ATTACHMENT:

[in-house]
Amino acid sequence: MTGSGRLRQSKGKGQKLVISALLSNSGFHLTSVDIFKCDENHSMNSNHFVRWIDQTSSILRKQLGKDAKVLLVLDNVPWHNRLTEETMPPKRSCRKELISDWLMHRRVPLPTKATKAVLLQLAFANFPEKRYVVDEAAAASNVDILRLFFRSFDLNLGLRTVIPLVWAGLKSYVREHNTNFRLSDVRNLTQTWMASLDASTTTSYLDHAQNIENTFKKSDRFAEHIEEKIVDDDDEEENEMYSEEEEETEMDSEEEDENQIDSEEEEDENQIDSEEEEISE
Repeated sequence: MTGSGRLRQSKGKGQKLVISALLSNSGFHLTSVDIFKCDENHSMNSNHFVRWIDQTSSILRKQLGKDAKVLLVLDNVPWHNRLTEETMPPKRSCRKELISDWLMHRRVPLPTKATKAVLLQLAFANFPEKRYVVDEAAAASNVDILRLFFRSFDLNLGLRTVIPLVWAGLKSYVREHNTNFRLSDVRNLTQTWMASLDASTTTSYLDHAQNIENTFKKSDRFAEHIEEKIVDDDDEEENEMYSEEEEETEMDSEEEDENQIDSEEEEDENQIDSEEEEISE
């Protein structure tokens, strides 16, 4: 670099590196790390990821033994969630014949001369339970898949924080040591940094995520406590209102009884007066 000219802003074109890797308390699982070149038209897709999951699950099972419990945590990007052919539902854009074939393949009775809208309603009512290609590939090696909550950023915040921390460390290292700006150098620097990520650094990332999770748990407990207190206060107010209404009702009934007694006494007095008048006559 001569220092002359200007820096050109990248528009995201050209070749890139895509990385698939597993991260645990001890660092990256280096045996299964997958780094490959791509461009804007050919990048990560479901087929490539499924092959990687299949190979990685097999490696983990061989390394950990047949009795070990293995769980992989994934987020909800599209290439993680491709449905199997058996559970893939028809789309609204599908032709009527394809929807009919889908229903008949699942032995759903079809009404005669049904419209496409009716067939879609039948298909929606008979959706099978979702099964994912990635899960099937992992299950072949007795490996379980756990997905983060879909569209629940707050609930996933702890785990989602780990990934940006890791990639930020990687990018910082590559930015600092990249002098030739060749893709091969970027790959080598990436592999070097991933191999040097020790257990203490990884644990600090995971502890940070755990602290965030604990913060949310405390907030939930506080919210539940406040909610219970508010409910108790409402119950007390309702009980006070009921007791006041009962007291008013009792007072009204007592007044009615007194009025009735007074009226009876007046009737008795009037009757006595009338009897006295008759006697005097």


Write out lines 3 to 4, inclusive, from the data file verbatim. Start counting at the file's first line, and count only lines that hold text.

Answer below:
Repeated sequence: MTGSGRLRQSKGKGQKLVISALLSNSGFHLTSVDIFKCDENHSMNSNHFVRWIDQTSSILRKQLGKDAKVLLVLDNVPWHNRLTEETMPPKRSCRKELISDWLMHRRVPLPTKATKAVLLQLAFANFPEKRYVVDEAAAASNVDILRLFFRSFDLNLGLRTVIPLVWAGLKSYVREHNTNFRLSDVRNLTQTWMASLDASTTTSYLDHAQNIENTFKKSDRFAEHIEEKIVDDDDEEENEMYSEEEEETEMDSEEEDENQIDSEEEEDENQIDSEEEEISE
């Protein structure tokens, strides 16, 4: 670099590196790390990821033994969630014949001369339970898949924080040591940094995520406590209102009884007066 000219802003074109890797308390699982070149038209897709999951699950099972419990945590990007052919539902854009074939393949009775809208309603009512290609590939090696909550950023915040921390460390290292700006150098620097990520650094990332999770748990407990207190206060107010209404009702009934007694006494007095008048006559 001569220092002359200007820096050109990248528009995201050209070749890139895509990385698939597993991260645990001890660092990256280096045996299964997958780094490959791509461009804007050919990048990560479901087929490539499924092959990687299949190979990685097999490696983990061989390394950990047949009795070990293995769980992989994934987020909800599209290439993680491709449905199997058996559970893939028809789309609204599908032709009527394809929807009919889908229903008949699942032995759903079809009404005669049904419209496409009716067939879609039948298909929606008979959706099978979702099964994912990635899960099937992992299950072949007795490996379980756990997905983060879909569209629940707050609930996933702890785990989602780990990934940006890791990639930020990687990018910082590559930015600092990249002098030739060749893709091969970027790959080598990436592999070097991933191999040097020790257990203490990884644990600090995971502890940070755990602290965030604990913060949310405390907030939930506080919210539940406040909610219970508010409910108790409402119950007390309702009980006070009921007791006041009962007291008013009792007072009204007592007044009615007194009025009735007074009226009876007046009737008795009037009757006595009338009897006295008759006697005097």